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July 16, 2010

Louis Oosthuizen


LYNN WALLACE: Ladies and gentlemen, we're joined by Louis Oosthuizen who scored 5-under 67 for a 12-under par total to be atop the leaderboard. Fantastic round today. How do you feel about your position going into the weekend?
LOUIS OOSTHUIZEN: Well, it's probably the position anyone wants to be in playing a major on the weekend, and I think it's what we work to achieve, and I'm just very happy with the two rounds I put together.

Q. First of all, could you tell us exactly how you would like your name to be pronounced, please?
LOUIS OOSTHUIZEN: Louis Oosthuizen.

Q. Where did this all come from, these last two rounds? You have not done well in majors before.
LOUIS OOSTHUIZEN: Well, I think the win earlier in the year in Spain got my confidence going quite a bit, and I've been playing well all year, really. You know, it's just a matter of making crucial putts, I think, and yesterday I made a few crucial ones. Today I missed a few, but I made good ones, as well.
I'm very confident the way I'm playing. I'm hitting it well, and you know, I'm just having a lot of fun, really.

Q. The weather is going to be a big factor here. Do you think you got the best of it today, or do you think it's going to be better later for those still to go out?
LOUIS OOSTHUIZEN: To be honest with you, when we started off, we had the bad wind, because the front nine was tough. From the 2nd hole to the 7th hole was really tough. The rain stopped. The wind was still up, though, and we got to 10, and it started raining again. And then it just dropped completely, the wind, and from 14 we had the last five holes downwind, which is a huge difference.
If we played that front nine wind on 14, it was probably a good three-shotter hole, and I was hitting 5-wood in there today. It's definitely -- you never know around this course, I think. Playing the Dunhill here every year, you can get it into the wind the front nine and into the wind the back nine, so it's always a factor around this course.

Q. The whole course is obviously world renowned. What would it mean to you to win an Open at St. Andrews, the home of golf?
LOUIS OOSTHUIZEN: Well, you know, St. Andrews is where it all started, and it's just -- I think it's everyone's dream to win the Open Championship, just to win the Open. But to win it at St. Andrews is just -- never really think it'll happen.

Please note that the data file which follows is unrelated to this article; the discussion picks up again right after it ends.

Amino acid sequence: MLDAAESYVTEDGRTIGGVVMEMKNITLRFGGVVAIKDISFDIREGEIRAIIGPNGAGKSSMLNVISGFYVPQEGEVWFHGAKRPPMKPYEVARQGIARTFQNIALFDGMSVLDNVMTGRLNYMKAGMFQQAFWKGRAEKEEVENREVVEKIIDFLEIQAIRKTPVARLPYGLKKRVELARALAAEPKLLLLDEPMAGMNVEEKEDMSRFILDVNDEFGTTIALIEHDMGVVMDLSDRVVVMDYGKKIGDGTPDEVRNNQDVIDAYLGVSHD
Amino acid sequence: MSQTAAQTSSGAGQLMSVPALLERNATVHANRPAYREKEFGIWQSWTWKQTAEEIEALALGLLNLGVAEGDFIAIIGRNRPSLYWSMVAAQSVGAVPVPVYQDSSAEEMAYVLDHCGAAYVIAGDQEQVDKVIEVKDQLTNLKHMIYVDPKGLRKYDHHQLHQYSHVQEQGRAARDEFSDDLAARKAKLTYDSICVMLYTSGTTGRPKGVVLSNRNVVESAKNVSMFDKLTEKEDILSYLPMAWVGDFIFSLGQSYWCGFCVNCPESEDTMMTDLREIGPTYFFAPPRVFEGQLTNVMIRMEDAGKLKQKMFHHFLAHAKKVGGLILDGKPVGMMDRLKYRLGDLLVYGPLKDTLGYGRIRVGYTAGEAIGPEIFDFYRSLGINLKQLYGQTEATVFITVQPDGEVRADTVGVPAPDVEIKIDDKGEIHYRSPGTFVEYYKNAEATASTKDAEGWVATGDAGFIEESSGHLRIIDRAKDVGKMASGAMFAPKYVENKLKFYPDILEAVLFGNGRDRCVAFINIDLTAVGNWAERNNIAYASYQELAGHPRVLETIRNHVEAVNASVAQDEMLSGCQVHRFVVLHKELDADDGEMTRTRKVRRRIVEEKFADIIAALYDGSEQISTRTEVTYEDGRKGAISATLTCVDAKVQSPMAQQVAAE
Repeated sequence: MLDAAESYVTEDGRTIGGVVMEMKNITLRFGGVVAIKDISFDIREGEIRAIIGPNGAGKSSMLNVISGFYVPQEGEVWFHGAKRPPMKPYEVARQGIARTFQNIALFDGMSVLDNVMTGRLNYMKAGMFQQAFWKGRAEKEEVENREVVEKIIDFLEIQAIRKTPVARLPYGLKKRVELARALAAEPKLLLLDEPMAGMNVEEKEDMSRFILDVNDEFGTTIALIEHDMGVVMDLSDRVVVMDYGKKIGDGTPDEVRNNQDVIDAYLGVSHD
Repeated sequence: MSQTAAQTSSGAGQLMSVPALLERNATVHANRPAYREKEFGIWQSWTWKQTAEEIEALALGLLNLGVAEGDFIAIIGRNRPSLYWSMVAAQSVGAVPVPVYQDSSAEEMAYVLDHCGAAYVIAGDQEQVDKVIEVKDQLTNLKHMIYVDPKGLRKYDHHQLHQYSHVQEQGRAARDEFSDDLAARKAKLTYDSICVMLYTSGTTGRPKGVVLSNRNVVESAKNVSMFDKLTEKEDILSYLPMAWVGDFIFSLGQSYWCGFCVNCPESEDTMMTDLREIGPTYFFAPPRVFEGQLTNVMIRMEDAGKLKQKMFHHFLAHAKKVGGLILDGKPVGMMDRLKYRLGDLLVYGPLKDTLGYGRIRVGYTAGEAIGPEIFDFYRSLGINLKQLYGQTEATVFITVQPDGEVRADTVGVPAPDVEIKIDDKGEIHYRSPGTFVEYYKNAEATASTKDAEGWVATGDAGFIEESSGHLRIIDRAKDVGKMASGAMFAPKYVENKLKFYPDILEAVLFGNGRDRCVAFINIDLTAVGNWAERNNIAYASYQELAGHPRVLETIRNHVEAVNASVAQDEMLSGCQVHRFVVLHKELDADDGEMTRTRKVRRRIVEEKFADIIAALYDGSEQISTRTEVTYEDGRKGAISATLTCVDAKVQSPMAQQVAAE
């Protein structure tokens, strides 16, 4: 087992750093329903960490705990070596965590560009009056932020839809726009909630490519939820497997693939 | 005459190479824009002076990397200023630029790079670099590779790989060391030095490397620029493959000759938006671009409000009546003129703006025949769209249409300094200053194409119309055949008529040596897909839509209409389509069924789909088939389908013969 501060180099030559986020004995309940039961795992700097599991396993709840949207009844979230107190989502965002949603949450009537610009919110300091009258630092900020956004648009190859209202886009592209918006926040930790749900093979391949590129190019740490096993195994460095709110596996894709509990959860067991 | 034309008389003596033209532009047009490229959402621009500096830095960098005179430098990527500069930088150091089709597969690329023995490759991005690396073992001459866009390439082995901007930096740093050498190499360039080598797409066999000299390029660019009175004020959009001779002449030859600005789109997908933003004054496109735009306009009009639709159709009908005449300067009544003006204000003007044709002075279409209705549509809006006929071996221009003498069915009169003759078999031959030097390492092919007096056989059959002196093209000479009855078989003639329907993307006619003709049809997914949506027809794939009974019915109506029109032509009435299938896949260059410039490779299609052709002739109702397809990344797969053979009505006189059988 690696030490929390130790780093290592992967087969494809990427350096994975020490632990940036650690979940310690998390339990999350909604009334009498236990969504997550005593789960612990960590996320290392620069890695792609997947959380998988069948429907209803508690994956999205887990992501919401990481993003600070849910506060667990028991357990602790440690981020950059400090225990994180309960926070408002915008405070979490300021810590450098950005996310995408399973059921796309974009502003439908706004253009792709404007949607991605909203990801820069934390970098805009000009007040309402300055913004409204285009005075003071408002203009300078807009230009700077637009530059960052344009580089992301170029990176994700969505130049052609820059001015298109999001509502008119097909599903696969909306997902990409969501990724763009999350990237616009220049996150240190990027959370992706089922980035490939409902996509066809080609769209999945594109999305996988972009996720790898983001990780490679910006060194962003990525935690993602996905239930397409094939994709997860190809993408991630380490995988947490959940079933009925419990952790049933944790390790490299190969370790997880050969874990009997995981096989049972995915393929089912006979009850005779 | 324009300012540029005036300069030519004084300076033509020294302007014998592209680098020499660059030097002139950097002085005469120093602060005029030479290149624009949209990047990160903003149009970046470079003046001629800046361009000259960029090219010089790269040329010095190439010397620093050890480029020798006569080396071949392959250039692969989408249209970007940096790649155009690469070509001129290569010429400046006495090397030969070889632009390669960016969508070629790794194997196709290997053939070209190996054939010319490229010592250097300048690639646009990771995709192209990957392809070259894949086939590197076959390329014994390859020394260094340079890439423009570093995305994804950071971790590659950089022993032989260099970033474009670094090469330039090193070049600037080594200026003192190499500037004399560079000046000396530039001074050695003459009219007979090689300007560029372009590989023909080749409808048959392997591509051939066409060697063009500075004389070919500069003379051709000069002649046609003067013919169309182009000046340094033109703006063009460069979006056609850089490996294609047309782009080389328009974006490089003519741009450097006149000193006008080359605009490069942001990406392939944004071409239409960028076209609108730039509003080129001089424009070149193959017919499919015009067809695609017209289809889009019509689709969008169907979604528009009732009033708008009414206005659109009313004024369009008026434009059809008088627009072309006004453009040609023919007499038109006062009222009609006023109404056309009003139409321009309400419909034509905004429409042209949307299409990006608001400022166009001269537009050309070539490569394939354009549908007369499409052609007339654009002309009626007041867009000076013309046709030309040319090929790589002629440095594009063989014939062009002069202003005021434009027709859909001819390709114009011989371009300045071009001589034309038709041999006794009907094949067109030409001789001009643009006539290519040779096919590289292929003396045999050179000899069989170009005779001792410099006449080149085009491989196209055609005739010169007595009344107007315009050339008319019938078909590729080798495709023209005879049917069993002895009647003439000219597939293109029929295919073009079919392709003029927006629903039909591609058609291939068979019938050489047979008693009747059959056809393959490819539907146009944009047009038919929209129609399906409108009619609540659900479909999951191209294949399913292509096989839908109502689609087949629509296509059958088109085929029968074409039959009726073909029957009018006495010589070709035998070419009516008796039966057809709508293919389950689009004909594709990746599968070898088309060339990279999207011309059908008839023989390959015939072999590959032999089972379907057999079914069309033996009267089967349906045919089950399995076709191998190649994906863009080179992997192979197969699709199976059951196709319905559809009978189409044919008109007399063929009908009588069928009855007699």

Q. Can we expect to hear the sound of vuvuzelas as you come up the 18th on Sunday?
LOUIS OOSTHUIZEN: I don't know, but I don't think you will.

Q. Do you approve of the vuvuzelas? What's your view?
LOUIS OOSTHUIZEN: On the golf course, no, not on the golf course.

Q. A couple questions: With some wind behind you coming down, you still played some shorter clubs off the tee than you could have. I just wanted to get your reasoning on that.
LOUIS OOSTHUIZEN: Well, you know, I'm trying to take the bunkers completely out of play. You know, seeing Tiger in 2005, I didn't think he went in one bunker. To me if you go in a bunker, that's a bogey or it's going to be a very good par. So I've got that strategy almost. I'm trying not to take them on, really.

Q. Secondly, what is your history with Ernie and his foundation as a junior?
LOUIS OOSTHUIZEN: When I was 17 years old I became a member of Ernie's Foundation in South Africa, and it was unbelievable what he did for me traveling around the country, helping with expenses, things like that. You know, he's such a good mentor, and probably without him, those three years I've been in his Foundation, I wouldn't have been here.

Q. Can you talk about your history in the majors. It's not been the most successful. How do you deal with the perceived pressure the last couple days when you've not really faced this situation before in a major?
LOUIS OOSTHUIZEN: Yeah, it wasn't very great, was it? But like I said, again, it was a matter of not believing in myself, I think. Everyone around here is telling me, you've got the shots, you're playing well, and again, that win earlier this season just got my mind set in a different way, and I'm reading it really nice and looking forward to it from here on.

Q. Yesterday we were talking to Rory about being in the zone, that old cliché when things are just going too well. Are you in a zone right now with these two great back-to-back rounds? And how well do you feel like you're playing? And what's it like when things are going so well for you?
LOUIS OOSTHUIZEN: Well, I'm trying to go shot for shot, really, and make the best possible swings every time. But it's -- you don't really want to get ahead of yourself, especially not on this golf course. I think it's very important staying in the moment and thinking properly on what you're doing out there and not making thinking errors.